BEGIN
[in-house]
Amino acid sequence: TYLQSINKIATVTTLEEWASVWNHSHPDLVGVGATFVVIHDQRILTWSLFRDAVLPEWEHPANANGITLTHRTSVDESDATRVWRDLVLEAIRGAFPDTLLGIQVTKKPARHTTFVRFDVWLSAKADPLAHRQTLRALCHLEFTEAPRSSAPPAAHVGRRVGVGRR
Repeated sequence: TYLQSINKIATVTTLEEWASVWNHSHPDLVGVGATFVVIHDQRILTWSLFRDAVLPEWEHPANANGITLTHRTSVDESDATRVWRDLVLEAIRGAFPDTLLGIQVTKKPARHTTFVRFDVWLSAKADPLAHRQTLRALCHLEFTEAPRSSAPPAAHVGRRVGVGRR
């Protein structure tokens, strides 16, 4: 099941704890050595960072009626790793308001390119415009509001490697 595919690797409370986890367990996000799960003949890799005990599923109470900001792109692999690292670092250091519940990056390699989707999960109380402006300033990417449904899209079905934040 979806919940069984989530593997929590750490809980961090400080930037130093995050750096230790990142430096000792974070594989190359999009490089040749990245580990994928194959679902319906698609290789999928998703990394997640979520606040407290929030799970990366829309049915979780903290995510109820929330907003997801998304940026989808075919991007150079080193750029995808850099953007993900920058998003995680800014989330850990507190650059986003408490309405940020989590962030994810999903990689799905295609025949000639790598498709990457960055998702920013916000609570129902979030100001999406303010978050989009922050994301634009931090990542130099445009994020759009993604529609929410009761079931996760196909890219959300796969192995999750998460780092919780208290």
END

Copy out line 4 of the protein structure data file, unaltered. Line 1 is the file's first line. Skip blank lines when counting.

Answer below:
């Protein structure tokens, strides 16, 4: 099941704890050595960072009626790793308001390119415009509001490697 595919690797409370986890367990996000799960003949890799005990599923109470900001792109692999690292670092250091519940990056390699989707999960109380402006300033990417449904899209079905934040 979806919940069984989530593997929590750490809980961090400080930037130093995050750096230790990142430096000792974070594989190359999009490089040749990245580990994928194959679902319906698609290789999928998703990394997640979520606040407290929030799970990366829309049915979780903290995510109820929330907003997801998304940026989808075919991007150079080193750029995808850099953007993900920058998003995680800014989330850990507190650059986003408490309405940020989590962030994810999903990689799905295609025949000639790598498709990457960055998702920013916000609570129902979030100001999406303010978050989009922050994301634009931090990542130099445009994020759009993604529609929410009761079931996760196909890219959300796969192995999750998460780092919780208290």